The way in which the blade 28 is joined to the member 14 is more clearly shown in FIG. 4. The pin 29 which attaches the blade to the member 14 may be a screw or a rivet as desired. FIG. 4 also shows in greater detail the slot 16 and the alignment pin 17 co-operating therewith to keep the member 14 in alignment with the frame 11, so that the blade 28 will not be twisted aside. In addition, the edges 33 and 34 of either the frame '11 or a rear portion of the head 19 may be folded over to grasp the edges of the blade 28 and assist in holding it in alignment as it enters the head 19 and passes across the window 21. The movement of the blade 28 is guided by the track 27a in which it rides.
FIG. 5 shows the blade 28 pushed all the way into the head 19 so as to bend upwardly along the inner part of the surface 23 and the flat part of the cutting surface 22 and the outer curved end 24. The end wall 26 together with one of the side walls 27 and a track 27a also appear in FIG. 5. As may be seen, the blade .28 is pushed forward and is guided in the tracks 27a until the pin 29 almost touches the end wall 26.
In using the adenotome of the present invention the head 19 will be brought into position in the nasopharynx so that the instrument practically covers the whole surface of the adenoidal area. As a result, one or two sweeps of the instrument will practically remove all of the adenoidal tissue by engaging the bulk of the lymphoid tissue. Even if the operator exerts a force of twenty pounds against the adenoidal bed, the relatively large and substantially flat rectangular area of the present adenotome, will not cause excessive tissue to be removed and there will be a neater slice with less complications.
While this invention has been described in terms of a specific embodiment, it will be understood by those skilled in the art that modifications may be made therein without departing from the true scope of the invention as defined by the following claims.
What is claimed is:
1. An adenotome comprising an elongated frame; a sliding member engaging said frame and moving guidedly therealong; a head comprising a substantially flat cutting surface and walls co-operating therewith to form a pocket and a flexible blade joined to said member to be moved longitudinally along said frame and into said head and across said cutting surface, said blade comprising a forward cutting edge transverse to the direction of motion of said blade.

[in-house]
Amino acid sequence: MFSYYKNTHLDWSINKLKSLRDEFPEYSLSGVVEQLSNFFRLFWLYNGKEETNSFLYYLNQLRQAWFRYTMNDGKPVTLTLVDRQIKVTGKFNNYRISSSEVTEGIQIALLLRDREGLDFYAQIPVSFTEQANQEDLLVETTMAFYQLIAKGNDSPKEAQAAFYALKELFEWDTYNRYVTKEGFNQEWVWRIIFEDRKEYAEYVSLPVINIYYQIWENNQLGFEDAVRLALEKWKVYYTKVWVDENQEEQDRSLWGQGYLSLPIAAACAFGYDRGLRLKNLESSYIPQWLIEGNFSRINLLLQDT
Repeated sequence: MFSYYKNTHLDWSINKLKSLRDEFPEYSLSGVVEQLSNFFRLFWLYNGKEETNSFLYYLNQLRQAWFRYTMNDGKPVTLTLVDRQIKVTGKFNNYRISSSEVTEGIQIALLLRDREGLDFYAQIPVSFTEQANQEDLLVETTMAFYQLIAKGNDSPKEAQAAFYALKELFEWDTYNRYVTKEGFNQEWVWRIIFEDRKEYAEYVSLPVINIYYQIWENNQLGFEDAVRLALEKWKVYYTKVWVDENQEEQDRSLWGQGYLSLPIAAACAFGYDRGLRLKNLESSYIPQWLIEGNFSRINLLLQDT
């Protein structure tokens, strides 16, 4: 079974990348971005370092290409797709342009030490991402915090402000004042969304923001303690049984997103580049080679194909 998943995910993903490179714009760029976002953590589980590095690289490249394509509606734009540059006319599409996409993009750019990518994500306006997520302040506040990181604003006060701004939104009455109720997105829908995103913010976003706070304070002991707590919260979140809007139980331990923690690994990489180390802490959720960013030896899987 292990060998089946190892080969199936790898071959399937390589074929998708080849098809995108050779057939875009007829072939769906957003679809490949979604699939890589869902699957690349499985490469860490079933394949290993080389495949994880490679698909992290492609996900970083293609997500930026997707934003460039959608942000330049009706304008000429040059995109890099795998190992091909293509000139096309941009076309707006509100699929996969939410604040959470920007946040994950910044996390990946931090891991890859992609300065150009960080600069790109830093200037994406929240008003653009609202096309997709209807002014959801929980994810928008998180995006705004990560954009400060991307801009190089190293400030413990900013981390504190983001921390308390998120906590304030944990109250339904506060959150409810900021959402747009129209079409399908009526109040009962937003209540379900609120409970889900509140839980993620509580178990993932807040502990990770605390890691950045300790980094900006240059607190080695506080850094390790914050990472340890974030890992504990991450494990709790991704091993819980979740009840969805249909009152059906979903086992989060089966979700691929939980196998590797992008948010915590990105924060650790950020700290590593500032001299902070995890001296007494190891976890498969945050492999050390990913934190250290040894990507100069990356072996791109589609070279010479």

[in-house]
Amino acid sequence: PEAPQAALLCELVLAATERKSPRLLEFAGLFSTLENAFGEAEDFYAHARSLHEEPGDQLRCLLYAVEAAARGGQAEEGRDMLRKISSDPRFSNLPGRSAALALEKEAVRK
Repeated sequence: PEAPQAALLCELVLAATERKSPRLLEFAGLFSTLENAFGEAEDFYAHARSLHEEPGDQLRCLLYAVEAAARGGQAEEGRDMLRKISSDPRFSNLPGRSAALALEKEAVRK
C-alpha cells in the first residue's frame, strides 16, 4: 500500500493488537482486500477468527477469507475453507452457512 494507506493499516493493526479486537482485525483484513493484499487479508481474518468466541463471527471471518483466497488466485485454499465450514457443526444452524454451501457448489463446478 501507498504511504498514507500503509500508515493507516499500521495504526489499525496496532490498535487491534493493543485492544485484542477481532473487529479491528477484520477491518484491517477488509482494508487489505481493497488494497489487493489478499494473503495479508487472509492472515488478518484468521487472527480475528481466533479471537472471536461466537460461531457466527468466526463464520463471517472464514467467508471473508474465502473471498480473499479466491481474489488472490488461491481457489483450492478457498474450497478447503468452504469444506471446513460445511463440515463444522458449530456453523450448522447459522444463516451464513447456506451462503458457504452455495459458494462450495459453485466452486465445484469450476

2. An adenotome comprising an elongated frame; a sliding member engaging said frame and] moving guidedly therealong; a head comprising a substantially flat cutting surface and walls co-operating therewith to form a pocket, tracks disposed along the internal portion of said walls substantially parallel to the cutting surface and a flexible blade joined to said member to be moved longitudinally along said frame and into the tracks in said head and 3 across said cutting s urface, said blade comprising a for- \i ard cutting edge transverse to the direction of motion of said blade. j
3. An adenotome according to claim 1 wherein the blade is foraminated.
4. An adenotome according to claim 2 wherein the blade is forarninated.
5. An ade'notome according to claim 1 wherein the sliding member is guided by means of a pin extending through a longitudinal slot in the frame.
References Cited UNITED STATES PATENTS DALTON TRULUCK, Primary Examiner.
|Cited Patent||Filing date||Publication date||Applicant||Title|
|US1564356 *||Jun 4, 1923||Dec 8, 1925||Kelley Jr Isaac Dee||Adenotome|
|US1996261 *||Jun 17, 1933||Apr 2, 1935||Storz Charles R||Adenotome|
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|US2293171 *||Jul 6, 1940||Aug 18, 1942||Francis Reardon William||Surgical instrument|
|Citing Patent||Filing date||Publication date||Applicant||Title|
|US4168698 *||Jun 16, 1977||Sep 25, 1979||Professional Staff Association Of The Los Angeles County Harbor General Hospital||Endocervical strip biopsy instrument|
|US4651752 *||Mar 8, 1985||Mar 24, 1987||Fuerst Erwin J||Biopsy needle|
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|US8728005 *||May 11, 2012||May 20, 2014||W. Thomas McClellan||Biopsy needle system for obtaining a tissue biopsy specimen|
|US8728006 *||May 11, 2012||May 20, 2014||W. Thomas McClellan||Method for obtaining a tissue biopsy specimen|
|US20120226192 *||May 11, 2012||Sep 6, 2012||Mc Clellan W Thomas||Method for obtaining a tissue biopsy specimen|
|US20120289860 *||May 11, 2012||Nov 15, 2012||Mcclellan W Thomas||Biopsy needle system for obtaining a tissue biopsy specimen|
|EP0150245A1 *||Jan 30, 1984||Aug 7, 1985||Storz, Karl, Dr.med. h.c.||Endoscope for contact-viewing|
|U.S. Classification||606/114, 30/282, 30/131|
|International Classification||A61B17/26, A61B17/24|